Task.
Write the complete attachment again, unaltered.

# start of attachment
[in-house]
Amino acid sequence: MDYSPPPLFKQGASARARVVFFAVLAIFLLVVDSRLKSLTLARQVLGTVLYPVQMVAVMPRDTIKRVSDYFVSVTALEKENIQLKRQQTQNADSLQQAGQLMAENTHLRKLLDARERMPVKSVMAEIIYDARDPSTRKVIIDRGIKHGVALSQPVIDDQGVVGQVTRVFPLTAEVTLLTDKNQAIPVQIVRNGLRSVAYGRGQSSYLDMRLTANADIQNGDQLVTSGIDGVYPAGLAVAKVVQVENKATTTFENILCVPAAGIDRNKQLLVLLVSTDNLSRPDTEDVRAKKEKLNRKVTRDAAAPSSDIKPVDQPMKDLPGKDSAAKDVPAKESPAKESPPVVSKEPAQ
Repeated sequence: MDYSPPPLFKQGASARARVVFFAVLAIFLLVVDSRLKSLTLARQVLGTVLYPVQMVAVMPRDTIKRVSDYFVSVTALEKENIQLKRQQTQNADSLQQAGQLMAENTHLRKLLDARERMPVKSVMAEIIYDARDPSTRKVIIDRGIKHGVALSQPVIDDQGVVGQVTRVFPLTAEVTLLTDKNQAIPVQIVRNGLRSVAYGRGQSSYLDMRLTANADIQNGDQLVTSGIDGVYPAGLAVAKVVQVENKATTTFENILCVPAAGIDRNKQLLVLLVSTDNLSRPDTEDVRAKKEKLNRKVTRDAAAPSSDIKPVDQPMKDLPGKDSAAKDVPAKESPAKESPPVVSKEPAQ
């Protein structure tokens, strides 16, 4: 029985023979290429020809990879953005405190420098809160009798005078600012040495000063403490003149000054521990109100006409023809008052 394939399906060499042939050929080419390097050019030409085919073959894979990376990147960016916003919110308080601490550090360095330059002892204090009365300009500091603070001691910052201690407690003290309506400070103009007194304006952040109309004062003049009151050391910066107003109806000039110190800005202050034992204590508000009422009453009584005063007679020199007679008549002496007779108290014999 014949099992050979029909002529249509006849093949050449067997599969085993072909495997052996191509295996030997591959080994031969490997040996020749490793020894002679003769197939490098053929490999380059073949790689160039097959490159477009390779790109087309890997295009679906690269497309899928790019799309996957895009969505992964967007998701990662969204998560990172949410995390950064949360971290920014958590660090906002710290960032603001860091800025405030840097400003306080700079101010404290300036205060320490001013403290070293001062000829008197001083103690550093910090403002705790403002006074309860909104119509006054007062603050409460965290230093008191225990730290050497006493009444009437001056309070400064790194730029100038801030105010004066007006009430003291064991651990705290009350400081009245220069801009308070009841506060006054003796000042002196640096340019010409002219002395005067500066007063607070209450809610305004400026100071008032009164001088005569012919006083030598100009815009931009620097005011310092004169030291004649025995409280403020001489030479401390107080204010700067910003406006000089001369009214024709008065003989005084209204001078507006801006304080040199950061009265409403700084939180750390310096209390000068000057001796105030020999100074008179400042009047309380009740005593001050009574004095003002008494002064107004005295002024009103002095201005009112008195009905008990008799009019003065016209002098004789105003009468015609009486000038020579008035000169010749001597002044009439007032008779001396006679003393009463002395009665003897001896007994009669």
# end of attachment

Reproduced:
[in-house]
Amino acid sequence: MDYSPPPLFKQGASARARVVFFAVLAIFLLVVDSRLKSLTLARQVLGTVLYPVQMVAVMPRDTIKRVSDYFVSVTALEKENIQLKRQQTQNADSLQQAGQLMAENTHLRKLLDARERMPVKSVMAEIIYDARDPSTRKVIIDRGIKHGVALSQPVIDDQGVVGQVTRVFPLTAEVTLLTDKNQAIPVQIVRNGLRSVAYGRGQSSYLDMRLTANADIQNGDQLVTSGIDGVYPAGLAVAKVVQVENKATTTFENILCVPAAGIDRNKQLLVLLVSTDNLSRPDTEDVRAKKEKLNRKVTRDAAAPSSDIKPVDQPMKDLPGKDSAAKDVPAKESPAKESPPVVSKEPAQ
Repeated sequence: MDYSPPPLFKQGASARARVVFFAVLAIFLLVVDSRLKSLTLARQVLGTVLYPVQMVAVMPRDTIKRVSDYFVSVTALEKENIQLKRQQTQNADSLQQAGQLMAENTHLRKLLDARERMPVKSVMAEIIYDARDPSTRKVIIDRGIKHGVALSQPVIDDQGVVGQVTRVFPLTAEVTLLTDKNQAIPVQIVRNGLRSVAYGRGQSSYLDMRLTANADIQNGDQLVTSGIDGVYPAGLAVAKVVQVENKATTTFENILCVPAAGIDRNKQLLVLLVSTDNLSRPDTEDVRAKKEKLNRKVTRDAAAPSSDIKPVDQPMKDLPGKDSAAKDVPAKESPAKESPPVVSKEPAQ
């Protein structure tokens, strides 16, 4: 029985023979290429020809990879953005405190420098809160009798005078600012040495000063403490003149000054521990109100006409023809008052 394939399906060499042939050929080419390097050019030409085919073959894979990376990147960016916003919110308080601490550090360095330059002892204090009365300009500091603070001691910052201690407690003290309506400070103009007194304006952040109309004062003049009151050391910066107003109806000039110190800005202050034992204590508000009422009453009584005063007679020199007679008549002496007779108290014999 014949099992050979029909002529249509006849093949050449067997599969085993072909495997052996191509295996030997591959080994031969490997040996020749490793020894002679003769197939490098053929490999380059073949790689160039097959490159477009390779790109087309890997295009679906690269497309899928790019799309996957895009969505992964967007998701990662969204998560990172949410995390950064949360971290920014958590660090906002710290960032603001860091800025405030840097400003306080700079101010404290300036205060320490001013403290070293001062000829008197001083103690550093910090403002705790403002006074309860909104119509006054007062603050409460965290230093008191225990730290050497006493009444009437001056309070400064790194730029100038801030105010004066007006009430003291064991651990705290009350400081009245220069801009308070009841506060006054003796000042002196640096340019010409002219002395005067500066007063607070209450809610305004400026100071008032009164001088005569012919006083030598100009815009931009620097005011310092004169030291004649025995409280403020001489030479401390107080204010700067910003406006000089001369009214024709008065003989005084209204001078507006801006304080040199950061009265409403700084939180750390310096209390000068000057001796105030020999100074008179400042009047309380009740005593001050009574004095003002008494002064107004005295002024009103002095201005009112008195009905008990008799009019003065016209002098004789105003009468015609009486000038020579008035000169010749001597002044009439007032008779001396006679003393009463002395009665003897001896007994009669």